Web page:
Organizations are under increasing pressure from
shareholders, regulators, and other key stakeholders to report on
environmental, social, and governance (ESG) issues. The movement to accurately
measure and report the impacts that organizations have on the environment,
climate, natural resources, workforce, and community (and their related ethical
implications) is rapidly changing how the public interacts with and values
businesses and government institutions.
The business world is clearly responding. In 2011, 20% of
companies on the S&P 500 issued reports related to sustainability,
according to the Governance & Accountability Institute. Today, that number is
90%. It is not surprising, then, that measuring the accuracy of this new
discourse has come under increased regulatory scrutiny.
The U.S. Securities and Exchange Commission (SEC) announced on
March 4 that it has created a 22-member Climate and ESG Task Force within the
Division of Enforcement to monitor how organizations report their climate- and
ESG-related disclosures to investors. Based on that announcement, it is clear
the task force is focused on enforcing reporting rules.
“Proactively addressing emerging disclosure gaps that
threaten investors and the market has always been core to the SEC’s mission,”
Acting Deputy Director of Enforcement Kelly L. Gibson, who will lead the task
force, said in the SEC’s statement. “This task force brings together a broad
array of experience and expertise, which will allow us to better police the
market, pursue misconduct, and protect investors.”
Internal auditors are well-positioned to support their
organizations in this evolving risk area. While most regulations on ESG reporting
are relatively new, the processes for evaluating the effectiveness and
efficiency of any regulatory compliance regime are well-established — validating
that reporting processes are complete, accurate, timely, and relevant.
The first step should be for internal auditors to update
their risk assessments in this area and consult with stakeholders on the board
and in the C-suite on whether changes are needed in the audit plan. The IIA published an IIA Bulletin on this subject this week to support its members.
The SEC’s action provides a prime example of the importance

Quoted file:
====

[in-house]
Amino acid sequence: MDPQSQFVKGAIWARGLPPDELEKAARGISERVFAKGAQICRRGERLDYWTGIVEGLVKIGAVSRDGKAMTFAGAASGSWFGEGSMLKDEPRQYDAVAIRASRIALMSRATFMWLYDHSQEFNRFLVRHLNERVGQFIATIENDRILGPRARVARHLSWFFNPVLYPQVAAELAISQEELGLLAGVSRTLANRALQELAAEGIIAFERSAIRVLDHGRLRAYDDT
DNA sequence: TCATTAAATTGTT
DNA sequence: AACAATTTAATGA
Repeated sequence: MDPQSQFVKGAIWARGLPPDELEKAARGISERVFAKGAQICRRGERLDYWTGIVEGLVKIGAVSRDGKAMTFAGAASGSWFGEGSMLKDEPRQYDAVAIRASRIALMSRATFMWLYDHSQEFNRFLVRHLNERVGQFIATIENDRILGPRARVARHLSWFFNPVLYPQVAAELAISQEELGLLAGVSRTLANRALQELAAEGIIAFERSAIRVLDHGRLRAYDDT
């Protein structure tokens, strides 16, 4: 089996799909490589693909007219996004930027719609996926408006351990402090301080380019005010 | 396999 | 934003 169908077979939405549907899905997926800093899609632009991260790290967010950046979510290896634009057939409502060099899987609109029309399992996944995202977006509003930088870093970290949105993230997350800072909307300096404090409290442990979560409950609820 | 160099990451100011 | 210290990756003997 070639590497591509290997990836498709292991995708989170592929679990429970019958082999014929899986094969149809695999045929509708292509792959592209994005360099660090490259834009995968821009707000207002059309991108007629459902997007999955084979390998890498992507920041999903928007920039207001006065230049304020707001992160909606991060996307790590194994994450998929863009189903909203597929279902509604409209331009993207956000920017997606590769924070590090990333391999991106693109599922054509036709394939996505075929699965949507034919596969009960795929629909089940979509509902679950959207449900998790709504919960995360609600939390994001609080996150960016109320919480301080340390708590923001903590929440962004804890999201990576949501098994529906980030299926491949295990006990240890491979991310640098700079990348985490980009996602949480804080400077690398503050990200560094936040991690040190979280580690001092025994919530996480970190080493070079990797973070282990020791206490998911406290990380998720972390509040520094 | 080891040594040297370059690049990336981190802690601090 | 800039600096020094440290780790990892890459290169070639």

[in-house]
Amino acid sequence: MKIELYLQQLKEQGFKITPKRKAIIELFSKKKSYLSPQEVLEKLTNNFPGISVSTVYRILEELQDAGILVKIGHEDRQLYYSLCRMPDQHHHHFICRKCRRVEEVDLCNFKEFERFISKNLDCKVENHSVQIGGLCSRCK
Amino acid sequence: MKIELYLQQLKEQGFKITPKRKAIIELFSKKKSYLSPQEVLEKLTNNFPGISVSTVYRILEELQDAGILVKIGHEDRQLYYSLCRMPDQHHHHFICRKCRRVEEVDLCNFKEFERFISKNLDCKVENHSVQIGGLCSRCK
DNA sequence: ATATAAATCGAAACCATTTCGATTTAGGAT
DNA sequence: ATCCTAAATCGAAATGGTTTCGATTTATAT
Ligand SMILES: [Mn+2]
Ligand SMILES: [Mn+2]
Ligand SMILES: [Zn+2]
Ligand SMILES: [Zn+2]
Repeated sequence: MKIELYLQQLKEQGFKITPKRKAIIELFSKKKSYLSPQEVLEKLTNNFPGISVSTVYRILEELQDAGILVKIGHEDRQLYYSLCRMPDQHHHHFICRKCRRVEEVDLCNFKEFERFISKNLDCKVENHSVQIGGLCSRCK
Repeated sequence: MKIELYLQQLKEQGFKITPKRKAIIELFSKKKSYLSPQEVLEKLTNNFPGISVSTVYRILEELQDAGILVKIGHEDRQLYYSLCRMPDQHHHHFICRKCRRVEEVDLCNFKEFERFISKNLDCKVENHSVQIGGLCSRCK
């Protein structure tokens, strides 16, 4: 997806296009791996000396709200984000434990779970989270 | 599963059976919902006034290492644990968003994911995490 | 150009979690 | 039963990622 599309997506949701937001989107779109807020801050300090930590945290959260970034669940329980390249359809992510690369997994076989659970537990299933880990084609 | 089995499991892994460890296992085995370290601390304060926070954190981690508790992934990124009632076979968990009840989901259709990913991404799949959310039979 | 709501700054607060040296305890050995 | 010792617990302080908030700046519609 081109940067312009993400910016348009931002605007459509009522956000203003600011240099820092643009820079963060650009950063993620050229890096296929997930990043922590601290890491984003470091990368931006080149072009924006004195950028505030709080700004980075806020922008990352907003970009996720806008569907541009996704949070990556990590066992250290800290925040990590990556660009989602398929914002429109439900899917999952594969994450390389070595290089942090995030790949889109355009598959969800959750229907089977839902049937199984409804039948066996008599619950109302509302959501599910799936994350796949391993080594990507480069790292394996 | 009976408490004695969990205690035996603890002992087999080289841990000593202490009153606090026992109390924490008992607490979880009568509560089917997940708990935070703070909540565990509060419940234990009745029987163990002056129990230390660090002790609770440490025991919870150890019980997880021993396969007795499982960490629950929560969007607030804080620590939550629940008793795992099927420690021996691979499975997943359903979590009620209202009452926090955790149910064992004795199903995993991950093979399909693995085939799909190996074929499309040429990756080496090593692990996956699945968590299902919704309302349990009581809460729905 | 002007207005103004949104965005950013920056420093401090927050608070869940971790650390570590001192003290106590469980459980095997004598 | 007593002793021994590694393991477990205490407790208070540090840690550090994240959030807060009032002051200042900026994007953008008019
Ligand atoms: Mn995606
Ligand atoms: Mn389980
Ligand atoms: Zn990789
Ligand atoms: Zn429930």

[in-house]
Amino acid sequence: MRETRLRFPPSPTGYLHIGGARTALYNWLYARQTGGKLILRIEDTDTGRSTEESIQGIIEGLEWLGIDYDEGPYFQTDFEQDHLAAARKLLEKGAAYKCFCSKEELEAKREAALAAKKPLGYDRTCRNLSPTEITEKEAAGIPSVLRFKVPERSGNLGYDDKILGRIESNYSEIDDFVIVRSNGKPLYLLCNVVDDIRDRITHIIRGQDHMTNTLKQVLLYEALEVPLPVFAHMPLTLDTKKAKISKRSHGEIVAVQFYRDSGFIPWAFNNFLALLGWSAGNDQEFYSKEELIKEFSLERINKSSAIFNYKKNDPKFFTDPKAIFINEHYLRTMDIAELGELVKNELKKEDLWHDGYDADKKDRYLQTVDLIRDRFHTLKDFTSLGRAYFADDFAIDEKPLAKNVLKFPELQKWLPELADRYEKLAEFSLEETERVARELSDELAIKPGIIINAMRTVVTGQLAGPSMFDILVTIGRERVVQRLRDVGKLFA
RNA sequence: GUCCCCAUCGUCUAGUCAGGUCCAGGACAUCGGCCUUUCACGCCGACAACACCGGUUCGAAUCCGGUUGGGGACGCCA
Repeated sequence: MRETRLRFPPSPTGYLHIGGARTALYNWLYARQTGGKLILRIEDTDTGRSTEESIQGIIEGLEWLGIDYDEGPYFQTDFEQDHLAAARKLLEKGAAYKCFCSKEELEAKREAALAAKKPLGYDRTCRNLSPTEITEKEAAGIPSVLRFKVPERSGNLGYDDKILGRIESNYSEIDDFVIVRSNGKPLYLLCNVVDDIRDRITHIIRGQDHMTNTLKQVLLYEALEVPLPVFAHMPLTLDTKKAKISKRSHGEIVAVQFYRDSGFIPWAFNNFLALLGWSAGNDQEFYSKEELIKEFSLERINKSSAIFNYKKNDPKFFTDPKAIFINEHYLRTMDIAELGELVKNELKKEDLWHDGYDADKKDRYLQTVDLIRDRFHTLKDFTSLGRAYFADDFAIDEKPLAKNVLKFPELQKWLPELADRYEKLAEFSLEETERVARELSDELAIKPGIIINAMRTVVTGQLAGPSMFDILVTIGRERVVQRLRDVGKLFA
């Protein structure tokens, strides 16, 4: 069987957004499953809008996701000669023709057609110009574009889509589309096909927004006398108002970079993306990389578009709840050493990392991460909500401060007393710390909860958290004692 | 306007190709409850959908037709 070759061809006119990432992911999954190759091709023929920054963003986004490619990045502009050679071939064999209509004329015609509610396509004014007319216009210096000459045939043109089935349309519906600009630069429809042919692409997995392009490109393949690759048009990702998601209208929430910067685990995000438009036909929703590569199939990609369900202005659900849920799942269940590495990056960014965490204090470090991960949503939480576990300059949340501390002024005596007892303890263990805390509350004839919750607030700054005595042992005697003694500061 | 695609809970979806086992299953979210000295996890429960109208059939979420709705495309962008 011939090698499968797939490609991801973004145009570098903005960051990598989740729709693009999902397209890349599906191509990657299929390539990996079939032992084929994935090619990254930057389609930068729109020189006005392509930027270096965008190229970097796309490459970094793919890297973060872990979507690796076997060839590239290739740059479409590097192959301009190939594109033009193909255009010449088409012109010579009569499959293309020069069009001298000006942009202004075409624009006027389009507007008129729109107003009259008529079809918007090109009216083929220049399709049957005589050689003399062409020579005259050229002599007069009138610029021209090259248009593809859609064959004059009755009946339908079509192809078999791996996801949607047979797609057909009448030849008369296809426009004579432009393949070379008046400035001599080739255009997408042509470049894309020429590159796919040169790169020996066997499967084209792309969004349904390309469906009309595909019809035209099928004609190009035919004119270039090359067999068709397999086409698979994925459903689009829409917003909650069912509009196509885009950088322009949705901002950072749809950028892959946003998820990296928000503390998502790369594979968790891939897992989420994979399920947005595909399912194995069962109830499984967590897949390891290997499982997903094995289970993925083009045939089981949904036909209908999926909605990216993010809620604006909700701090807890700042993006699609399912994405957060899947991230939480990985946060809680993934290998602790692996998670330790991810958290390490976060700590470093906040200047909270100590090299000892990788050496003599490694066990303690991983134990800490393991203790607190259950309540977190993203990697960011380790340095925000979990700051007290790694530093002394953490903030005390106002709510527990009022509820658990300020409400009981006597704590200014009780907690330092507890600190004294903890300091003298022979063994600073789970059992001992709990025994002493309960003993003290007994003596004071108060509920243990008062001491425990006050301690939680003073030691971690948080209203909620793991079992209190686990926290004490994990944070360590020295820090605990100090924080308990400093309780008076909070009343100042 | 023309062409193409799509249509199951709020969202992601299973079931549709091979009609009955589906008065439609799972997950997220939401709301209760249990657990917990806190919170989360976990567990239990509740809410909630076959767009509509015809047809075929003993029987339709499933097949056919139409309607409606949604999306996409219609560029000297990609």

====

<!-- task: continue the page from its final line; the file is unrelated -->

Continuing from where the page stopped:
of two issues that have I written about repeatedly over the years. First, the
speed or velocity of risk is increasing. For many organizations, ESG was not on
the radar as little as five years ago. Today, it is quickly rising as a top
risk with regulatory, reputational, ethical, shareholder, and operational
However, internal auditors may not yet be in the best
position to support their organizations on this complex risk overall. According
to The IIA’s OnRisk 2021
report, “All parties are reasonably well-aligned with regard to organizations’
capability to manage environmental, social, and governance risks, which collectively
comprise sustainability. However, confidence is fairly low. CAEs rate their
personal knowledge about this increasingly relevant risk category as very low.”
The second is agility. Internal auditors must be ready, not
just to respond quickly to changing stakeholder demands on risk assurance, but
to lead the way when risk assessments show changes to likelihood and impact.
The SEC’s new zeal to “better police the market, pursue misconduct, and protect
investors” is a clear call for internal auditors to inform and educate
stakeholders on this evolving regulatory risk.
Beyond the immediate response to changing regulatory risks
related to ESG, internal audit leaders should firmly establish their role on
the issue within their organization. Last month, The IIA contributed a letter
to a hearing of the U.S. House of Representatives Committee on Financial
Services titled, “Climate Change and Social Responsibility: Helping Corporate
Boards and Investors Make Decisions for a Sustainable World.” In that letter, I
made the case for internal audit playing a critical role in sustainability
beyond simple assurance on reporting.
“While worthwhile, that narrow view fails to address the
natural inhibitors to organizations to do more to comprehensively tackle this
critical issue,” according to the letter. “Internal audit, as an objective and
independent provider of assurance and advice with the purpose of continuous
improvement, is ideally positioned to help organizations find the motivation
and the means to embrace and incorporate sustainability measures that can
advance both organizational performance and broader social, economic, and
Indeed, internal auditors are
generally tasked with supporting management of key operational risk areas,
including strategic, legal, and compliance, which historically account for up
to 80% of an organization’s risk portfolio.
Internal audit cannot find
itself on the outside looking in on such critical risks. It must improve its
understanding of this issue by educating practitioners about emerging risks
related to sustainability and how it fits
into an organization’s operational and strategic priorities. It also must
clearly articulate the value of “independent assurance” on ESG reporting, as
regulators focus increasingly in this area.
As always, I look forward to